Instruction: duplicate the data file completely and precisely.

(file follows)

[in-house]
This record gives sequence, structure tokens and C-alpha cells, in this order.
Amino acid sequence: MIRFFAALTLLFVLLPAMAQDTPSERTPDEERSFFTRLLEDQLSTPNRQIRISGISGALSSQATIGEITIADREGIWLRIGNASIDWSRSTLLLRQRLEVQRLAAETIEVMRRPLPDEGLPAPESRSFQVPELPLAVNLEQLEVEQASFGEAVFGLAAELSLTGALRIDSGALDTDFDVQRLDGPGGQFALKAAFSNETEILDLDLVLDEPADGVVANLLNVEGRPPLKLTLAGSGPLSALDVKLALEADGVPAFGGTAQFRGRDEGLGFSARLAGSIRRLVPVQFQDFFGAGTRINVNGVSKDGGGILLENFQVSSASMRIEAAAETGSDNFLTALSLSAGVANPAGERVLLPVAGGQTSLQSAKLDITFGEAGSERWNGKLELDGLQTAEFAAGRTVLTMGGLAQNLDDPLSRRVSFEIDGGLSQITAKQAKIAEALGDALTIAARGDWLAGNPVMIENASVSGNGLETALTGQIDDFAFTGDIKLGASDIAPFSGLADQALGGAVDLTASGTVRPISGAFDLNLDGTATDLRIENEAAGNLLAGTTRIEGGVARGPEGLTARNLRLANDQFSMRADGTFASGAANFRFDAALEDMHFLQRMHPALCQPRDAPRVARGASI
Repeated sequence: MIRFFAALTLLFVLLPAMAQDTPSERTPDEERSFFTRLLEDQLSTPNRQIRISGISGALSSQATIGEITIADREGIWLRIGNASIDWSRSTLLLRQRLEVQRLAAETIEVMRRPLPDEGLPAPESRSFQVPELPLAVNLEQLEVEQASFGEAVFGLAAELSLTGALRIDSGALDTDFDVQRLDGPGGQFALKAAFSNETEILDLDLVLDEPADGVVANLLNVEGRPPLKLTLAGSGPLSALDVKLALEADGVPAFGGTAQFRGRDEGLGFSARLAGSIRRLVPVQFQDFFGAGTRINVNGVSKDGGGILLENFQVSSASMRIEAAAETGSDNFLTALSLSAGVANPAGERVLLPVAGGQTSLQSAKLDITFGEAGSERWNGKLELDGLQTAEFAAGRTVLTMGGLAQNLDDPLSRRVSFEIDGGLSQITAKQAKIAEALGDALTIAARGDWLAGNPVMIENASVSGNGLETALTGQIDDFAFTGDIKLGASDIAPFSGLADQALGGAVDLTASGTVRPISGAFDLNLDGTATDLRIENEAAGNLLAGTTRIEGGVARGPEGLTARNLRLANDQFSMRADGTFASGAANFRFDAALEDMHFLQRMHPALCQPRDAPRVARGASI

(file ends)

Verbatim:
[in-house]
This record gives sequence, structure tokens and C-alpha cells, in this order.
Amino acid sequence: MIRFFAALTLLFVLLPAMAQDTPSERTPDEERSFFTRLLEDQLSTPNRQIRISGISGALSSQATIGEITIADREGIWLRIGNASIDWSRSTLLLRQRLEVQRLAAETIEVMRRPLPDEGLPAPESRSFQVPELPLAVNLEQLEVEQASFGEAVFGLAAELSLTGALRIDSGALDTDFDVQRLDGPGGQFALKAAFSNETEILDLDLVLDEPADGVVANLLNVEGRPPLKLTLAGSGPLSALDVKLALEADGVPAFGGTAQFRGRDEGLGFSARLAGSIRRLVPVQFQDFFGAGTRINVNGVSKDGGGILLENFQVSSASMRIEAAAETGSDNFLTALSLSAGVANPAGERVLLPVAGGQTSLQSAKLDITFGEAGSERWNGKLELDGLQTAEFAAGRTVLTMGGLAQNLDDPLSRRVSFEIDGGLSQITAKQAKIAEALGDALTIAARGDWLAGNPVMIENASVSGNGLETALTGQIDDFAFTGDIKLGASDIAPFSGLADQALGGAVDLTASGTVRPISGAFDLNLDGTATDLRIENEAAGNLLAGTTRIEGGVARGPEGLTARNLRLANDQFSMRADGTFASGAANFRFDAALEDMHFLQRMHPALCQPRDAPRVARGASI
Repeated sequence: MIRFFAALTLLFVLLPAMAQDTPSERTPDEERSFFTRLLEDQLSTPNRQIRISGISGALSSQATIGEITIADREGIWLRIGNASIDWSRSTLLLRQRLEVQRLAAETIEVMRRPLPDEGLPAPESRSFQVPELPLAVNLEQLEVEQASFGEAVFGLAAELSLTGALRIDSGALDTDFDVQRLDGPGGQFALKAAFSNETEILDLDLVLDEPADGVVANLLNVEGRPPLKLTLAGSGPLSALDVKLALEADGVPAFGGTAQFRGRDEGLGFSARLAGSIRRLVPVQFQDFFGAGTRINVNGVSKDGGGILLENFQVSSASMRIEAAAETGSDNFLTALSLSAGVANPAGERVLLPVAGGQTSLQSAKLDITFGEAGSERWNGKLELDGLQTAEFAAGRTVLTMGGLAQNLDDPLSRRVSFEIDGGLSQITAKQAKIAEALGDALTIAARGDWLAGNPVMIENASVSGNGLETALTGQIDDFAFTGDIKLGASDIAPFSGLADQALGGAVDLTASGTVRPISGAFDLNLDGTATDLRIENEAAGNLLAGTTRIEGGVARGPEGLTARNLRLANDQFSMRADGTFASGAANFRFDAALEDMHFLQRMHPALCQPRDAPRVARGASI